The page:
Tech Talk: Digital sets the wave of the near future
Ways to extend the life of an event to span multiple business unitsby Warren K. Kong | Published in January 2010 Columns | digital | technology
Ways to extend the life of an event to span multiple business units
Digital Lighting seems to be the newest toy in the event market. DL3s, Hypnotizers and Axons are all digital lighting products that allow your lighting designer to completely customize the lighting to your event. But are they right for your event?
First, we need to understand the capabilities of Digital Lighting products like the DL3, by Barco/HighEnd Systems. It is important to remember that these products are meant to be controlled by your lighting director. This is because they are developed to help enhance the overall feel and look of your event as it pertains to lighting. There is an old saying, in the technicians’ world: “You can use a Shure SM-57 to put a nail in the wall, but wouldn’t a hammer work better?” Meaning that there are proper tools for each job. Too often, producers seem to think that digital lighting can replace other AV-related items, like screens or projectors, PowerPoint or videos. In most cases, this simply is not true. While it may be possible to achieve the results you are looking for with digital lighting, there may be other solutions that are better for a particular situation.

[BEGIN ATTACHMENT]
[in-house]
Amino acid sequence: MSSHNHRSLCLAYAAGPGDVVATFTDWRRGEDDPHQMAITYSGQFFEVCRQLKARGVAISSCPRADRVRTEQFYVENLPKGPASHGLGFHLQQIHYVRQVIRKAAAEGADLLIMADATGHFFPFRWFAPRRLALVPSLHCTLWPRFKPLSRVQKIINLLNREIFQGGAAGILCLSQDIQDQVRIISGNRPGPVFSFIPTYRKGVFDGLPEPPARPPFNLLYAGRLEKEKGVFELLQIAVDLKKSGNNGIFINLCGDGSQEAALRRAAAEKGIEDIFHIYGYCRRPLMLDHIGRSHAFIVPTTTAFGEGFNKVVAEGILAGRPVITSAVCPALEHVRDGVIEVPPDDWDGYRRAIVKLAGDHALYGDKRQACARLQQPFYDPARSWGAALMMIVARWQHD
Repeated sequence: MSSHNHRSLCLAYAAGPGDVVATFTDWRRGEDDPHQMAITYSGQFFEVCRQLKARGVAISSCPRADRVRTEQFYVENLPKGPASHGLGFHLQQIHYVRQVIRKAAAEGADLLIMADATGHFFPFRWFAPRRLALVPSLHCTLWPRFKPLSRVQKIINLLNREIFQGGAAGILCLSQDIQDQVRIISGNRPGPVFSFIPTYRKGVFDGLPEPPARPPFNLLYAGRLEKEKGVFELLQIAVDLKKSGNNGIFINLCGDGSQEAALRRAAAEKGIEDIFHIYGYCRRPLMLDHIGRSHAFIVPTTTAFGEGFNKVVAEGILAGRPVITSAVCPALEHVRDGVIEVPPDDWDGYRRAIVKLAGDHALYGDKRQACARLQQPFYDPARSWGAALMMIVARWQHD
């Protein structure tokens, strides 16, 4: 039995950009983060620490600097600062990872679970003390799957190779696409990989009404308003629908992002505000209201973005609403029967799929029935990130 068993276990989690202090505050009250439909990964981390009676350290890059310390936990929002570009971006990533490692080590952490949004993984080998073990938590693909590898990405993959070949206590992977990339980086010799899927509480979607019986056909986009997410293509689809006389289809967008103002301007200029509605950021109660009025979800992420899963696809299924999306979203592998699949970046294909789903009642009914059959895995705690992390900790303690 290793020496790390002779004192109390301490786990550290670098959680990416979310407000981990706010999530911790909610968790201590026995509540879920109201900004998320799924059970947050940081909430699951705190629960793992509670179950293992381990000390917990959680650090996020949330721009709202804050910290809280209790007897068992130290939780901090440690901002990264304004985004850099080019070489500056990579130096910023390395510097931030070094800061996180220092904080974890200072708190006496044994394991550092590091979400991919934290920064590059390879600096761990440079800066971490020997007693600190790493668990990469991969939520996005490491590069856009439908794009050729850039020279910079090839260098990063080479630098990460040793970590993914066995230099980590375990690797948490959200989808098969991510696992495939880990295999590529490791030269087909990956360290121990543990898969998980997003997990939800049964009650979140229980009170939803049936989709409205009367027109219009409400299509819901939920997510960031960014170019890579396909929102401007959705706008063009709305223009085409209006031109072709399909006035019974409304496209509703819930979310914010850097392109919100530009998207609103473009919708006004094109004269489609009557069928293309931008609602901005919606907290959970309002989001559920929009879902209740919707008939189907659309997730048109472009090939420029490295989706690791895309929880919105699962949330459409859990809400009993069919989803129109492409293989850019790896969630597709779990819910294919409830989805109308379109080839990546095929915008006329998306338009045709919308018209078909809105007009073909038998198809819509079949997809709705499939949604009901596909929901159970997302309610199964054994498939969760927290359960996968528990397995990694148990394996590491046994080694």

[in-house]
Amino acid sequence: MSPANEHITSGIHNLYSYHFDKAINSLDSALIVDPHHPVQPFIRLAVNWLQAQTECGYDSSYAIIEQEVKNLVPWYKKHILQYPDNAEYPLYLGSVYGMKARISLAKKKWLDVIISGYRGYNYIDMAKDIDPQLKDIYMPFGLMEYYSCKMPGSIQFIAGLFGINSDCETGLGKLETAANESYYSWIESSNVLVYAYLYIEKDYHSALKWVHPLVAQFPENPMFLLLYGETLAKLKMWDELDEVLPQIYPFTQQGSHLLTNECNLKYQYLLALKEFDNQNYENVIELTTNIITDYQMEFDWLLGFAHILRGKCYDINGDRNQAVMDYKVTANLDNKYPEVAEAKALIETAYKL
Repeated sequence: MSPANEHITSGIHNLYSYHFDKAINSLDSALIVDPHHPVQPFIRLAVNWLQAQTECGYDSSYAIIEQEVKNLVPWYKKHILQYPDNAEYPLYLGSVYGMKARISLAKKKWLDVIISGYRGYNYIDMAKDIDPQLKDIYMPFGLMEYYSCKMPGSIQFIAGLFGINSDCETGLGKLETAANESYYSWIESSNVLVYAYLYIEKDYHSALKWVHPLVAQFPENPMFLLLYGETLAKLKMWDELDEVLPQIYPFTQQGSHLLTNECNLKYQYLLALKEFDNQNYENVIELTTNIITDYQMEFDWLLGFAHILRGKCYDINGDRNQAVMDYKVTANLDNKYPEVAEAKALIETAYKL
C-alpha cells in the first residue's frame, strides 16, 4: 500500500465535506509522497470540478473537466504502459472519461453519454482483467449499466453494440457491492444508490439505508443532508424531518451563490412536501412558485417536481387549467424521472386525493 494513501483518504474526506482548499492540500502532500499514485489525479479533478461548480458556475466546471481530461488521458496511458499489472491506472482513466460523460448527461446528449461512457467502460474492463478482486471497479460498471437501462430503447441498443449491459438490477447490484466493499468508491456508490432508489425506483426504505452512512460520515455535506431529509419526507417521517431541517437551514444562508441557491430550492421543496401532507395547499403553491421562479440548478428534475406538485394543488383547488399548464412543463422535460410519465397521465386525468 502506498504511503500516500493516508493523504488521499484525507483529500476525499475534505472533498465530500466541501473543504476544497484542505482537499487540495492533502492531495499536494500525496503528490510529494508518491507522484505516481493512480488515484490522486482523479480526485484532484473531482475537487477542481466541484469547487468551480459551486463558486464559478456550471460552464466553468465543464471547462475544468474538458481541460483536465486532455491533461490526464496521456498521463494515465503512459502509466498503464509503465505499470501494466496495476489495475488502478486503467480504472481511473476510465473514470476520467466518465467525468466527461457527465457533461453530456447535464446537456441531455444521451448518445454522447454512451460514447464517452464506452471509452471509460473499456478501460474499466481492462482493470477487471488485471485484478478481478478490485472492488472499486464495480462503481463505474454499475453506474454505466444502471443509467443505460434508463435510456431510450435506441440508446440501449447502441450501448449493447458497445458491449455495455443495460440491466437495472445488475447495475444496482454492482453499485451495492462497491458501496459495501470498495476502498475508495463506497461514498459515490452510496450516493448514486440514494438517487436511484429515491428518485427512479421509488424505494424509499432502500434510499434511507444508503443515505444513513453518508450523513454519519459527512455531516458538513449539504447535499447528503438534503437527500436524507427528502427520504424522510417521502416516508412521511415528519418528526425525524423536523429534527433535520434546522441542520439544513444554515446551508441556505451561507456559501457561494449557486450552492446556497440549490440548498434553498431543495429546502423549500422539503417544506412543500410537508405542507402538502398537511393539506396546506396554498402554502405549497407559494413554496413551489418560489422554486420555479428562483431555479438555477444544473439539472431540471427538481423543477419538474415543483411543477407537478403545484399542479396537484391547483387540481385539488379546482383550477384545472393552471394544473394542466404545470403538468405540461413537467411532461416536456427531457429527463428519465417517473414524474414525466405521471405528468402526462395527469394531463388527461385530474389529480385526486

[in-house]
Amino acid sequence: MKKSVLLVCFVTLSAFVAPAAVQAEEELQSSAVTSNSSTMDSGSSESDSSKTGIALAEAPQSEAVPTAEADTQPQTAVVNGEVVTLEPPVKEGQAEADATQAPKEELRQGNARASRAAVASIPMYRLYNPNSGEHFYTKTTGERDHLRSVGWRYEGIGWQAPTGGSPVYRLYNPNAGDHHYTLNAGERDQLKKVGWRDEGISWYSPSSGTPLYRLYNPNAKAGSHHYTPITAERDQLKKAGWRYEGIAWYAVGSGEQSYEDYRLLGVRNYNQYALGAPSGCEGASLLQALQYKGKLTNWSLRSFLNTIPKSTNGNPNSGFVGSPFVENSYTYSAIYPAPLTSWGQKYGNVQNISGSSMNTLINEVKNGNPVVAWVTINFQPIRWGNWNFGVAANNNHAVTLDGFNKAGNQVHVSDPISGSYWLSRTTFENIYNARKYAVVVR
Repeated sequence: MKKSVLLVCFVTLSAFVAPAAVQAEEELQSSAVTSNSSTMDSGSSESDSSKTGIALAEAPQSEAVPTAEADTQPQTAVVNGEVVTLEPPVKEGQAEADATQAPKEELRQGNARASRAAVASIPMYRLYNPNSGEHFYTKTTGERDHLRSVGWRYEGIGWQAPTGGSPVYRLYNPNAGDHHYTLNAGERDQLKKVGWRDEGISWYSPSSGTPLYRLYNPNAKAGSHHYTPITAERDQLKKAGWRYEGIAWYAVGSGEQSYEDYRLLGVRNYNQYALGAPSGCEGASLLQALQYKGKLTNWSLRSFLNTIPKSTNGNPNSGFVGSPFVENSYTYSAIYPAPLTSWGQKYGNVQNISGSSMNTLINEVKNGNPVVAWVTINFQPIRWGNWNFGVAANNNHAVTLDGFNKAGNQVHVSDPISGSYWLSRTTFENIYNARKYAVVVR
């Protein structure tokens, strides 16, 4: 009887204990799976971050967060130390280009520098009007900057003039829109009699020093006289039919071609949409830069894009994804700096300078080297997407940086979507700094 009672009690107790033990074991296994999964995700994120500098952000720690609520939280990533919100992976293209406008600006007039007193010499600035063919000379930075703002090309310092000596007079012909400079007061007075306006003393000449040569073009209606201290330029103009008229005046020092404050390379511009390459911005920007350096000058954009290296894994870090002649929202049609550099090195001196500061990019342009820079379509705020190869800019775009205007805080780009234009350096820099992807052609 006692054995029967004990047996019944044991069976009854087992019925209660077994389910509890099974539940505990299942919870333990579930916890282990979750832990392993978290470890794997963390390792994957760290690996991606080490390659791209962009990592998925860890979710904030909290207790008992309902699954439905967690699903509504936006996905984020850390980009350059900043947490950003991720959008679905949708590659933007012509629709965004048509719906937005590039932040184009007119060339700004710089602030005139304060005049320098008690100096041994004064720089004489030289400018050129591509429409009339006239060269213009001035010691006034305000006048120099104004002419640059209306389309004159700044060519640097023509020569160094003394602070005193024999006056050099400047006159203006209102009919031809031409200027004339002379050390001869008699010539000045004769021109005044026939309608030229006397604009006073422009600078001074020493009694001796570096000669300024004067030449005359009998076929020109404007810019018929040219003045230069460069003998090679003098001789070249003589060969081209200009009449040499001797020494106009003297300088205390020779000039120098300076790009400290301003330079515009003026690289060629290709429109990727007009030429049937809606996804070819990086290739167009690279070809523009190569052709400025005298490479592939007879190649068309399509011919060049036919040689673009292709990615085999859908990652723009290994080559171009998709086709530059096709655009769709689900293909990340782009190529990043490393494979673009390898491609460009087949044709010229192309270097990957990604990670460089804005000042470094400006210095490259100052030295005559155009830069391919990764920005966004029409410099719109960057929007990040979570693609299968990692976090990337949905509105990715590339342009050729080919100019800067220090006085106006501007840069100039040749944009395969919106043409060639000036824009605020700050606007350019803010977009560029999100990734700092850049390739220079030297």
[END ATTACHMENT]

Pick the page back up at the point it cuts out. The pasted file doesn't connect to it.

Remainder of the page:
When used correctly, digital lighting can be a powerful tool. As an example: If you were to design an all-white scenic element, you could create many different looks on the set by adding digital lighting, including different colors for different divisions of companies or different logos or titles for each region of attendees. The possibility for custom branding is limitless. Digital lighting can allow for odd-sized projection surfaces such as circles, triangles or even cut shapes. Digital lighting also can keystone correct video, when you are in less than ideal situations. Keystoning refers to the look of video image as you project it from angles other than straight on. Many digital lighting products have programs built in to help with this problem.
For many years, lighting at an event has been considered an enhancement, a non-critical part of an event. Lighting seemed to be in direct relationship to the budget: No budget, no lighting, but you still had a meeting. With the advent of digital lighting, for the first time lighting has the potential to become an essential part of any meeting. The flexibility and high level of manipulation allows digital lighting to go places that was previously difficult or impossible. Digital lighting quickly will become a part of any basic meeting or event.
Digital Lighting has specialized uses and can be very flexible when you’re in tight spots. Consult with your technical director or lighting designer to see if it’s right for your applications. As digital lighting starts to become more of a requirement for many events, it’s crucial for you to understand its uses and applications. Don’t get carried away with this exciting tool; many times